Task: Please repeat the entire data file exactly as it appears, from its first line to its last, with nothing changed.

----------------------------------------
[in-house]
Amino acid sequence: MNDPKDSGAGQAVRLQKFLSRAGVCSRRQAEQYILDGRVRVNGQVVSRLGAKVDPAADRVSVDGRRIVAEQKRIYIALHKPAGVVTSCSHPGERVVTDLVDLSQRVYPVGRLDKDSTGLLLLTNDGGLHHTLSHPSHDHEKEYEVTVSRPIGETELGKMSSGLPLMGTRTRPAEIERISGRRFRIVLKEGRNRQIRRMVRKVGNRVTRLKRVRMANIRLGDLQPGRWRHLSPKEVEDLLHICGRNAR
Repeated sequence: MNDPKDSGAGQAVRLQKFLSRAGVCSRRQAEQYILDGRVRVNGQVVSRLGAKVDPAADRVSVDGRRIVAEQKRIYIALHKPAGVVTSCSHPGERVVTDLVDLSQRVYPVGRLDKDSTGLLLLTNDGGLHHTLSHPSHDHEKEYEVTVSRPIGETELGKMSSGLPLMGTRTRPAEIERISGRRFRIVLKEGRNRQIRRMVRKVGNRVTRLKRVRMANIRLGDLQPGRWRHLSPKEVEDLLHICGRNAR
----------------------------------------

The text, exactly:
[in-house]
Amino acid sequence: MNDPKDSGAGQAVRLQKFLSRAGVCSRRQAEQYILDGRVRVNGQVVSRLGAKVDPAADRVSVDGRRIVAEQKRIYIALHKPAGVVTSCSHPGERVVTDLVDLSQRVYPVGRLDKDSTGLLLLTNDGGLHHTLSHPSHDHEKEYEVTVSRPIGETELGKMSSGLPLMGTRTRPAEIERISGRRFRIVLKEGRNRQIRRMVRKVGNRVTRLKRVRMANIRLGDLQPGRWRHLSPKEVEDLLHICGRNAR
Repeated sequence: MNDPKDSGAGQAVRLQKFLSRAGVCSRRQAEQYILDGRVRVNGQVVSRLGAKVDPAADRVSVDGRRIVAEQKRIYIALHKPAGVVTSCSHPGERVVTDLVDLSQRVYPVGRLDKDSTGLLLLTNDGGLHHTLSHPSHDHEKEYEVTVSRPIGETELGKMSSGLPLMGTRTRPAEIERISGRRFRIVLKEGRNRQIRRMVRKVGNRVTRLKRVRMANIRLGDLQPGRWRHLSPKEVEDLLHICGRNAR